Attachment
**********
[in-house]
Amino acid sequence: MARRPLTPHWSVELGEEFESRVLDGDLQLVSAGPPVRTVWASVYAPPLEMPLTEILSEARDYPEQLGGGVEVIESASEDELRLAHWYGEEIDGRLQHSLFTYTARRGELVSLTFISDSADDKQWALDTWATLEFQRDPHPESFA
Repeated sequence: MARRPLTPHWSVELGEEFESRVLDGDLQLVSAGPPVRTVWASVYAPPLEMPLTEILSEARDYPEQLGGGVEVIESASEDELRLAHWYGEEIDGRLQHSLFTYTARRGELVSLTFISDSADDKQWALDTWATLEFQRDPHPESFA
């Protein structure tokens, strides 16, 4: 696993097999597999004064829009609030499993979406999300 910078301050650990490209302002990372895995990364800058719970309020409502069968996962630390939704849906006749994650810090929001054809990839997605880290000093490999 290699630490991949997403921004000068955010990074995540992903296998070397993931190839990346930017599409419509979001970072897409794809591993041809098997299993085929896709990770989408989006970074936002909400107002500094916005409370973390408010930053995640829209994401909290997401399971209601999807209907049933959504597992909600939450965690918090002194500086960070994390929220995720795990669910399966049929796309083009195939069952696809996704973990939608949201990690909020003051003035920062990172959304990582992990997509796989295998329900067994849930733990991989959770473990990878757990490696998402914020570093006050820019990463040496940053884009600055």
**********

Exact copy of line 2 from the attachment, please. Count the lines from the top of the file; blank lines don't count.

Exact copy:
Amino acid sequence: MARRPLTPHWSVELGEEFESRVLDGDLQLVSAGPPVRTVWASVYAPPLEMPLTEILSEARDYPEQLGGGVEVIESASEDELRLAHWYGEEIDGRLQHSLFTYTARRGELVSLTFISDSADDKQWALDTWATLEFQRDPHPESFA